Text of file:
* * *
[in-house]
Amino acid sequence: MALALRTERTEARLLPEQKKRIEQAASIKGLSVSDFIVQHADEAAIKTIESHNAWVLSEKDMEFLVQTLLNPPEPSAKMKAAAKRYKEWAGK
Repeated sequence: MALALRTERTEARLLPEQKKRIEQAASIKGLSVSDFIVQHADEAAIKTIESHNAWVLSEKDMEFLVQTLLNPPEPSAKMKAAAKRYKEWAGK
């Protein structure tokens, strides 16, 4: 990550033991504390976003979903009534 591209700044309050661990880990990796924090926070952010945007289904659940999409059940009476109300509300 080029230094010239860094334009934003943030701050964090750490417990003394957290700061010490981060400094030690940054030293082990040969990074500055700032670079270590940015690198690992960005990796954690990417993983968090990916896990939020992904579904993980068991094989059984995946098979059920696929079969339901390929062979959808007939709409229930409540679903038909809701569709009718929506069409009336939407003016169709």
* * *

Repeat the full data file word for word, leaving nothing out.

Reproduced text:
[in-house]
Amino acid sequence: MALALRTERTEARLLPEQKKRIEQAASIKGLSVSDFIVQHADEAAIKTIESHNAWVLSEKDMEFLVQTLLNPPEPSAKMKAAAKRYKEWAGK
Repeated sequence: MALALRTERTEARLLPEQKKRIEQAASIKGLSVSDFIVQHADEAAIKTIESHNAWVLSEKDMEFLVQTLLNPPEPSAKMKAAAKRYKEWAGK
């Protein structure tokens, strides 16, 4: 990550033991504390976003979903009534 591209700044309050661990880990990796924090926070952010945007289904659940999409059940009476109300509300 080029230094010239860094334009934003943030701050964090750490417990003394957290700061010490981060400094030690940054030293082990040969990074500055700032670079270590940015690198690992960005990796954690990417993983968090990916896990939020992904579904993980068991094989059984995946098979059920696929079969339901390929062979959808007939709409229930409540679903038909809701569709009718929506069409009336939407003016169709």